Envoy to Palestine
By Yusef Komunyakaa*
I’ve come to this one grassy hill
in Ramallah, off Tokyo Street,
to place a few red anemones
& a sheaf of wheat on Darwish’s grave.
A borrowed line transported me beneath
a Babylonian moon & I found myself
lucky to have the shadow of a coat
as warmth, listening to a poet’s song
of Jerusalem, the hum of a red string
Caesar stole off Gilgamesh’s lute.
I know a prison of sunlight on the skin.
The land I come from they also dreamt
before they arrived in towering ships
battered by the hard Atlantic winds.
Crows followed me from my home.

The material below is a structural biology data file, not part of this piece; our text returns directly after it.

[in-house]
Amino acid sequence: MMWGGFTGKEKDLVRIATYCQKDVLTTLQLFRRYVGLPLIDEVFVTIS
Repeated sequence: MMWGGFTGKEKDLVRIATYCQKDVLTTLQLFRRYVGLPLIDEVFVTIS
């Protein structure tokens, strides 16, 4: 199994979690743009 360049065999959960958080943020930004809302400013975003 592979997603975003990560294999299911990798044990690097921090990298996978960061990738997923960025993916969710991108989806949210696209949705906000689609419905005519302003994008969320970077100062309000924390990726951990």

My coyote heart is an old runagate
redskin, a noble savage, still Lakota,
& I knew the bow before the arch.
I feel the wildflowers, all the grasses
& insects singing to me. My sacred dead
is the dust of restless plains I come from,
& I love when it gets into my eyes & mouth
telling me of the roads behind & ahead.
I go back to broken treaties & smallpox,
the irony of barbed wire. Your envoy
could be a reprobate whose inheritance
is no more than a swig of firewater.
The sun made a temple of the bones
of my tribe. I know a dried-up riverbed
& extinct animals live in your nightmares
sharp as shark teeth from my mountains
strung into this brave necklace around
my neck. I hear Chief Standing Bear
saying to Judge Dundy, “I am a man,”
& now I know why I’d rather die a poet
than a warrior, tattoo & tomahawk.